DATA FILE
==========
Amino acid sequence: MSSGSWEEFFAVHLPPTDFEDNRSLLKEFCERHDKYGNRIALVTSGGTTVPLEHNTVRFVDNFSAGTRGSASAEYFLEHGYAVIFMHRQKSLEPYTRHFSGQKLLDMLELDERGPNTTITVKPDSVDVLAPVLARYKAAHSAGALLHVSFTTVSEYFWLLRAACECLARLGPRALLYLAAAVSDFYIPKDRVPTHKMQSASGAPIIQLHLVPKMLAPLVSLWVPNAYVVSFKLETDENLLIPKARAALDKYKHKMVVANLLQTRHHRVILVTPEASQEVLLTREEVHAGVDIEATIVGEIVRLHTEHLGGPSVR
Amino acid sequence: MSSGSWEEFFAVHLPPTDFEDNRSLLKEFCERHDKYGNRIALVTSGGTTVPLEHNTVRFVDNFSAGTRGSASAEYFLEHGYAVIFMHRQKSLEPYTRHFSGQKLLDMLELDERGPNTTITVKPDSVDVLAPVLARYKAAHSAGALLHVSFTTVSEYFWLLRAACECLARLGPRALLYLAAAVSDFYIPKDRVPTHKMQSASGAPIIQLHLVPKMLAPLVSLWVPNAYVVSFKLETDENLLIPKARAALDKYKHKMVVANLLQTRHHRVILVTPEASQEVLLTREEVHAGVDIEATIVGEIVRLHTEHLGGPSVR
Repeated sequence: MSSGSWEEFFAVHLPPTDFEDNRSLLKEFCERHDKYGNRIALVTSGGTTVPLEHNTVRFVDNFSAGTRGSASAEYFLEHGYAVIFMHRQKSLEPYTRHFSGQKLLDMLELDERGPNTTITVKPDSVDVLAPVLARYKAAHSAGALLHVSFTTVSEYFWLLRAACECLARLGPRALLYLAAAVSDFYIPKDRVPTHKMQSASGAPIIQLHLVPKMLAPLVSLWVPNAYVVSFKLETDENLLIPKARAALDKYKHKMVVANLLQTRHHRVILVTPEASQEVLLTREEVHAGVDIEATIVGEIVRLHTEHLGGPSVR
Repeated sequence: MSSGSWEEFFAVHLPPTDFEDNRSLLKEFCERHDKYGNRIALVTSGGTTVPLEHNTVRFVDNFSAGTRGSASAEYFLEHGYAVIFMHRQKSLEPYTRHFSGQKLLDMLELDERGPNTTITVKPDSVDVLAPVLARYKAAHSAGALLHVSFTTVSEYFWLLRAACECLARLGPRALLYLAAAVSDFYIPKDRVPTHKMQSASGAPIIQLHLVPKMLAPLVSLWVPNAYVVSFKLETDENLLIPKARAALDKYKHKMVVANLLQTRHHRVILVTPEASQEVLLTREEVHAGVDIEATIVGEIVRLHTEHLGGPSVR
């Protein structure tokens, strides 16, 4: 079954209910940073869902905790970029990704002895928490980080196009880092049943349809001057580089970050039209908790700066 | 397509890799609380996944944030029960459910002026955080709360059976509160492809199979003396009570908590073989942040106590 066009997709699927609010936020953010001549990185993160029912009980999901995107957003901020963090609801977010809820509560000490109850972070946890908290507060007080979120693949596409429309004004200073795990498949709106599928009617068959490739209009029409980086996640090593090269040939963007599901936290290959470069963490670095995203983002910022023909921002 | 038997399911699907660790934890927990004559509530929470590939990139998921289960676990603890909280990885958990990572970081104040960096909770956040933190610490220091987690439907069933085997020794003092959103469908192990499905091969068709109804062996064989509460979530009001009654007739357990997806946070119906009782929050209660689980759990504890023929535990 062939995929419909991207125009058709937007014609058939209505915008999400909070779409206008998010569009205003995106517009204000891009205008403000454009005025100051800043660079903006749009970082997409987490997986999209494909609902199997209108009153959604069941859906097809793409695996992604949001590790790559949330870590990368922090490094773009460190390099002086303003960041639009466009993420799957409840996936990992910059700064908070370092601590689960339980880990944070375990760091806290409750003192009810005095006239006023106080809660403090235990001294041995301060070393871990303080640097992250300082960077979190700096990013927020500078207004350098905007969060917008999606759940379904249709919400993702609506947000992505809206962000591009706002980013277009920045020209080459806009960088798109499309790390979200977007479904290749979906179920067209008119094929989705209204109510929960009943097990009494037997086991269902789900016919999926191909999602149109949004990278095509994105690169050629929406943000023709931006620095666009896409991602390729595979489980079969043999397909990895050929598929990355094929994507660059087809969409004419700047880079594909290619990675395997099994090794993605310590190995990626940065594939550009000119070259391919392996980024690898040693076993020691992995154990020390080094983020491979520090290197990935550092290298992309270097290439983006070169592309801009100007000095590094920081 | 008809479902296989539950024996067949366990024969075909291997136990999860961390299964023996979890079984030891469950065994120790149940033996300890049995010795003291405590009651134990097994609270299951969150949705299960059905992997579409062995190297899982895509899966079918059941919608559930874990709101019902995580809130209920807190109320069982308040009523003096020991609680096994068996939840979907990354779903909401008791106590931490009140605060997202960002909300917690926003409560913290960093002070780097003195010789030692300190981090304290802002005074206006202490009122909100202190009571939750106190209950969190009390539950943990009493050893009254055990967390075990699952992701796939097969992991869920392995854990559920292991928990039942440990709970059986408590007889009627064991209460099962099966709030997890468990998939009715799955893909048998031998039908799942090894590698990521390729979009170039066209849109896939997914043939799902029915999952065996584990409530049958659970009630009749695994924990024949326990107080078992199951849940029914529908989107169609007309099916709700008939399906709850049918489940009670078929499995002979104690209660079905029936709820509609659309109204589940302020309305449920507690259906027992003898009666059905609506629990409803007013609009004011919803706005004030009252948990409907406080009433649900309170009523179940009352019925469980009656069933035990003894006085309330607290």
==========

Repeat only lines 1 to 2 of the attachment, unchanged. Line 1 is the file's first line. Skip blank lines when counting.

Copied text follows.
Amino acid sequence: MSSGSWEEFFAVHLPPTDFEDNRSLLKEFCERHDKYGNRIALVTSGGTTVPLEHNTVRFVDNFSAGTRGSASAEYFLEHGYAVIFMHRQKSLEPYTRHFSGQKLLDMLELDERGPNTTITVKPDSVDVLAPVLARYKAAHSAGALLHVSFTTVSEYFWLLRAACECLARLGPRALLYLAAAVSDFYIPKDRVPTHKMQSASGAPIIQLHLVPKMLAPLVSLWVPNAYVVSFKLETDENLLIPKARAALDKYKHKMVVANLLQTRHHRVILVTPEASQEVLLTREEVHAGVDIEATIVGEIVRLHTEHLGGPSVR
Amino acid sequence: MSSGSWEEFFAVHLPPTDFEDNRSLLKEFCERHDKYGNRIALVTSGGTTVPLEHNTVRFVDNFSAGTRGSASAEYFLEHGYAVIFMHRQKSLEPYTRHFSGQKLLDMLELDERGPNTTITVKPDSVDVLAPVLARYKAAHSAGALLHVSFTTVSEYFWLLRAACECLARLGPRALLYLAAAVSDFYIPKDRVPTHKMQSASGAPIIQLHLVPKMLAPLVSLWVPNAYVVSFKLETDENLLIPKARAALDKYKHKMVVANLLQTRHHRVILVTPEASQEVLLTREEVHAGVDIEATIVGEIVRLHTEHLGGPSVR